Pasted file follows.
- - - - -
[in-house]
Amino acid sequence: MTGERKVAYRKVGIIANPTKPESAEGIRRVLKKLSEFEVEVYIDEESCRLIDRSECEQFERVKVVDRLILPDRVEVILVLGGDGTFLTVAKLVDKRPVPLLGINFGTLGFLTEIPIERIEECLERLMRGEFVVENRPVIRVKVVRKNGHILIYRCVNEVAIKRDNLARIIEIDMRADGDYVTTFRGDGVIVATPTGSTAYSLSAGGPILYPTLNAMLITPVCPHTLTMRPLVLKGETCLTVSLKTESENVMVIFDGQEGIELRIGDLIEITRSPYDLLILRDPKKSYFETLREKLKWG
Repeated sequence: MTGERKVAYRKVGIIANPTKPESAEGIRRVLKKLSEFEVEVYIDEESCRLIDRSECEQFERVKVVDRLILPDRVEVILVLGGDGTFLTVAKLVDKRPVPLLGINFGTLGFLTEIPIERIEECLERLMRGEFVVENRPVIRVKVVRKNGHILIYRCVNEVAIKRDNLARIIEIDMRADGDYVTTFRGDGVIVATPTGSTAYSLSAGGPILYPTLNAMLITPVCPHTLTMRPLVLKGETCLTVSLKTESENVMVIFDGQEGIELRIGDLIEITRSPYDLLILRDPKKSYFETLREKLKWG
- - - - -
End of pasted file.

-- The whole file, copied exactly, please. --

[in-house]
Amino acid sequence: MTGERKVAYRKVGIIANPTKPESAEGIRRVLKKLSEFEVEVYIDEESCRLIDRSECEQFERVKVVDRLILPDRVEVILVLGGDGTFLTVAKLVDKRPVPLLGINFGTLGFLTEIPIERIEECLERLMRGEFVVENRPVIRVKVVRKNGHILIYRCVNEVAIKRDNLARIIEIDMRADGDYVTTFRGDGVIVATPTGSTAYSLSAGGPILYPTLNAMLITPVCPHTLTMRPLVLKGETCLTVSLKTESENVMVIFDGQEGIELRIGDLIEITRSPYDLLILRDPKKSYFETLREKLKWG
Repeated sequence: MTGERKVAYRKVGIIANPTKPESAEGIRRVLKKLSEFEVEVYIDEESCRLIDRSECEQFERVKVVDRLILPDRVEVILVLGGDGTFLTVAKLVDKRPVPLLGINFGTLGFLTEIPIERIEECLERLMRGEFVVENRPVIRVKVVRKNGHILIYRCVNEVAIKRDNLARIIEIDMRADGDYVTTFRGDGVIVATPTGSTAYSLSAGGPILYPTLNAMLITPVCPHTLTMRPLVLKGETCLTVSLKTESENVMVIFDGQEGIELRIGDLIEITRSPYDLLILRDPKKSYFETLREKLKWG